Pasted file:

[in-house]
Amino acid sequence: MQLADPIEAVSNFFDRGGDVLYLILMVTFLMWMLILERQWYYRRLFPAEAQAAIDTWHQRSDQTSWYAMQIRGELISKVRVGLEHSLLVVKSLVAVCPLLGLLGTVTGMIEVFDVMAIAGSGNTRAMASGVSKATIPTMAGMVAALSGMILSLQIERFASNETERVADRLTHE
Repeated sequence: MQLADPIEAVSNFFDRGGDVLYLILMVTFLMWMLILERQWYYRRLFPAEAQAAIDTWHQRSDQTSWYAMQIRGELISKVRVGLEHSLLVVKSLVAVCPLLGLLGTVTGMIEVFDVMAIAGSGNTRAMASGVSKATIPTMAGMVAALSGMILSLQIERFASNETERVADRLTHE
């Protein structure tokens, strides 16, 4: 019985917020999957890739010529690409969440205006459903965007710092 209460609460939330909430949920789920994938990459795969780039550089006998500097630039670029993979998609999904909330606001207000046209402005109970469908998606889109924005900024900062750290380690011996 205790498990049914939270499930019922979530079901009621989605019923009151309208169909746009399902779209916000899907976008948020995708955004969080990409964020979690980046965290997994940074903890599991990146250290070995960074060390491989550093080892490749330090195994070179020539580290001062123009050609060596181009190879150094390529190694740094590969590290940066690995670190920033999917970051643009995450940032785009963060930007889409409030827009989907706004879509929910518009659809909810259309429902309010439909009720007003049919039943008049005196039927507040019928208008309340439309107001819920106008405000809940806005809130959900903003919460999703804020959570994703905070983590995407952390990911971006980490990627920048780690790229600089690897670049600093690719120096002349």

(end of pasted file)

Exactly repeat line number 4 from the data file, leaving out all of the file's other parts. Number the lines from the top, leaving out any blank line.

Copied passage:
């Protein structure tokens, strides 16, 4: 019985917020999957890739010529690409969440205006459903965007710092 209460609460939330909430949920789920994938990459795969780039550089006998500097630039670029993979998609999904909330606001207000046209402005109970469908998606889109924005900024900062750290380690011996 205790498990049914939270499930019922979530079901009621989605019923009151309208169909746009399902779209916000899907976008948020995708955004969080990409964020979690980046965290997994940074903890599991990146250290070995960074060390491989550093080892490749330090195994070179020539580290001062123009050609060596181009190879150094390529190694740094590969590290940066690995670190920033999917970051643009995450940032785009963060930007889409409030827009989907706004879509929910518009659809909810259309429902309010439909009720007003049919039943008049005196039927507040019928208008309340439309107001819920106008405000809940806005809130959900903003919460999703804020959570994703905070983590995407952390990911971006980490990627920048780690790229600089690897670049600093690719120096002349």